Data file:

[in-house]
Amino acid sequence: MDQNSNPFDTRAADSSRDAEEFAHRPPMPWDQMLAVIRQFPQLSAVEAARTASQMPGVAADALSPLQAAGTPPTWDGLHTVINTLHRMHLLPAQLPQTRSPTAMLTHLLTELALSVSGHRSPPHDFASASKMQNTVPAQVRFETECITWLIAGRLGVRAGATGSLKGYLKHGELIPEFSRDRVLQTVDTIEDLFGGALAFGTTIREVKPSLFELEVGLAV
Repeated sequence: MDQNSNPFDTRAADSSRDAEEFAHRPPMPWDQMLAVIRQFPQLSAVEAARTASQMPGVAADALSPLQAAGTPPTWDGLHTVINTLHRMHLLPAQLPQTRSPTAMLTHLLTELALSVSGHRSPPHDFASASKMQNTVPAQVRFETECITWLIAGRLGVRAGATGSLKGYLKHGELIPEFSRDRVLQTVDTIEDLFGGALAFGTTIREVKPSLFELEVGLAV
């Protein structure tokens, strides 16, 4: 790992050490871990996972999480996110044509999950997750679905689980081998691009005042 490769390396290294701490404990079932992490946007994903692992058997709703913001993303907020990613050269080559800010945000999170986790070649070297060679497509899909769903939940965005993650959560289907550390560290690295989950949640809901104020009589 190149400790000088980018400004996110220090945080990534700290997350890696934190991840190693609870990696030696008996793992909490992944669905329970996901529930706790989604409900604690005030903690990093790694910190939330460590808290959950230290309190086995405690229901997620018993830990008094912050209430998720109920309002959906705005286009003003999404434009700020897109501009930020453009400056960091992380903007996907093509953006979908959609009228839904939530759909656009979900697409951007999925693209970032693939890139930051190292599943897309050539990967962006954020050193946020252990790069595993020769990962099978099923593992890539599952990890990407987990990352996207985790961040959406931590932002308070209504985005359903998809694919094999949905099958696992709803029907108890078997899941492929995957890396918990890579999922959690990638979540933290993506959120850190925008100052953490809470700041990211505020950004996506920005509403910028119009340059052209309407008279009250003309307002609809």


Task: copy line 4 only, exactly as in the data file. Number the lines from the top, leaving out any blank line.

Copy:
């Protein structure tokens, strides 16, 4: 790992050490871990996972999480996110044509999950997750679905689980081998691009005042 490769390396290294701490404990079932992490946007994903692992058997709703913001993303907020990613050269080559800010945000999170986790070649070297060679497509899909769903939940965005993650959560289907550390560290690295989950949640809901104020009589 190149400790000088980018400004996110220090945080990534700290997350890696934190991840190693609870990696030696008996793992909490992944669905329970996901529930706790989604409900604690005030903690990093790694910190939330460590808290959950230290309190086995405690229901997620018993830990008094912050209430998720109920309002959906705005286009003003999404434009700020897109501009930020453009400056960091992380903007996907093509953006979908959609009228839904939530759909656009979900697409951007999925693209970032693939890139930051190292599943897309050539990967962006954020050193946020252990790069595993020769990962099978099923593992890539599952990890990407987990990352996207985790961040959406931590932002308070209504985005359903998809694919094999949905099958696992709803029907108890078997899941492929995957890396918990890579999922959690990638979540933290993506959120850190925008100052953490809470700041990211505020950004996506920005509403910028119009340059052209309407008279009250003309307002609809």